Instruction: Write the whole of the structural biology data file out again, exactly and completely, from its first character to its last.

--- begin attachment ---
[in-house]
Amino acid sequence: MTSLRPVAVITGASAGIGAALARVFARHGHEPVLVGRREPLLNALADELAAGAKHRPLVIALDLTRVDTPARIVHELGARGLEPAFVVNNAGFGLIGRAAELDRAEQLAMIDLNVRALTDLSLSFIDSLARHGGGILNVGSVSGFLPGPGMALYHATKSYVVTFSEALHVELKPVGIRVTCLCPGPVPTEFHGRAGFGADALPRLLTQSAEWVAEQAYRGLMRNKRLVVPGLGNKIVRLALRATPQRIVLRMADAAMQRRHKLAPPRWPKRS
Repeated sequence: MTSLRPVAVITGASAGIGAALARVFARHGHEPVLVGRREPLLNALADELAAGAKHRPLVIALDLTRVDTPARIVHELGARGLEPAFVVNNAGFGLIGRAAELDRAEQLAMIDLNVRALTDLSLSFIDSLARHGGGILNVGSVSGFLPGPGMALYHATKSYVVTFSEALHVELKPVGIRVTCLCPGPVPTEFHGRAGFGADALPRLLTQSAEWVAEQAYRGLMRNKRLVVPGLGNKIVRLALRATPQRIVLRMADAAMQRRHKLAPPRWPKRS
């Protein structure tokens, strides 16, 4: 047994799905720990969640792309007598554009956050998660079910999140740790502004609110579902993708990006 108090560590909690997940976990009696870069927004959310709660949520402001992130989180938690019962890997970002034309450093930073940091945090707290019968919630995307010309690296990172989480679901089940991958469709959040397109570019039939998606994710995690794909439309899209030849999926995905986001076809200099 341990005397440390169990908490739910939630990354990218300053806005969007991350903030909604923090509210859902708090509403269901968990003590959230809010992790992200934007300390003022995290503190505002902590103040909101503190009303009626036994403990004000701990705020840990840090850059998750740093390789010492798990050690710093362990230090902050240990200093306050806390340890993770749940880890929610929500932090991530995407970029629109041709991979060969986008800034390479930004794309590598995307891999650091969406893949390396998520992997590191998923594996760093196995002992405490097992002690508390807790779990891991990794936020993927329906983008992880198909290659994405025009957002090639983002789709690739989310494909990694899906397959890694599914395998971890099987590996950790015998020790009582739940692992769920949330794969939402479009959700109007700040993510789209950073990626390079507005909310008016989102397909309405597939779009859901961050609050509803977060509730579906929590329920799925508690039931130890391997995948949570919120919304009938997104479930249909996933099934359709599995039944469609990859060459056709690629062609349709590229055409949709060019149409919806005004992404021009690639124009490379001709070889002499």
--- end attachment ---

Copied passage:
[in-house]
Amino acid sequence: MTSLRPVAVITGASAGIGAALARVFARHGHEPVLVGRREPLLNALADELAAGAKHRPLVIALDLTRVDTPARIVHELGARGLEPAFVVNNAGFGLIGRAAELDRAEQLAMIDLNVRALTDLSLSFIDSLARHGGGILNVGSVSGFLPGPGMALYHATKSYVVTFSEALHVELKPVGIRVTCLCPGPVPTEFHGRAGFGADALPRLLTQSAEWVAEQAYRGLMRNKRLVVPGLGNKIVRLALRATPQRIVLRMADAAMQRRHKLAPPRWPKRS
Repeated sequence: MTSLRPVAVITGASAGIGAALARVFARHGHEPVLVGRREPLLNALADELAAGAKHRPLVIALDLTRVDTPARIVHELGARGLEPAFVVNNAGFGLIGRAAELDRAEQLAMIDLNVRALTDLSLSFIDSLARHGGGILNVGSVSGFLPGPGMALYHATKSYVVTFSEALHVELKPVGIRVTCLCPGPVPTEFHGRAGFGADALPRLLTQSAEWVAEQAYRGLMRNKRLVVPGLGNKIVRLALRATPQRIVLRMADAAMQRRHKLAPPRWPKRS
């Protein structure tokens, strides 16, 4: 047994799905720990969640792309007598554009956050998660079910999140740790502004609110579902993708990006 108090560590909690997940976990009696870069927004959310709660949520402001992130989180938690019962890997970002034309450093930073940091945090707290019968919630995307010309690296990172989480679901089940991958469709959040397109570019039939998606994710995690794909439309899209030849999926995905986001076809200099 341990005397440390169990908490739910939630990354990218300053806005969007991350903030909604923090509210859902708090509403269901968990003590959230809010992790992200934007300390003022995290503190505002902590103040909101503190009303009626036994403990004000701990705020840990840090850059998750740093390789010492798990050690710093362990230090902050240990200093306050806390340890993770749940880890929610929500932090991530995407970029629109041709991979060969986008800034390479930004794309590598995307891999650091969406893949390396998520992997590191998923594996760093196995002992405490097992002690508390807790779990891991990794936020993927329906983008992880198909290659994405025009957002090639983002789709690739989310494909990694899906397959890694599914395998971890099987590996950790015998020790009582739940692992769920949330794969939402479009959700109007700040993510789209950073990626390079507005909310008016989102397909309405597939779009859901961050609050509803977060509730579906929590329920799925508690039931130890391997995948949570919120919304009938997104479930249909996933099934359709599995039944469609990859060459056709690629062609349709590229055409949709060019149409919806005004992404021009690639124009490379001709070889002499």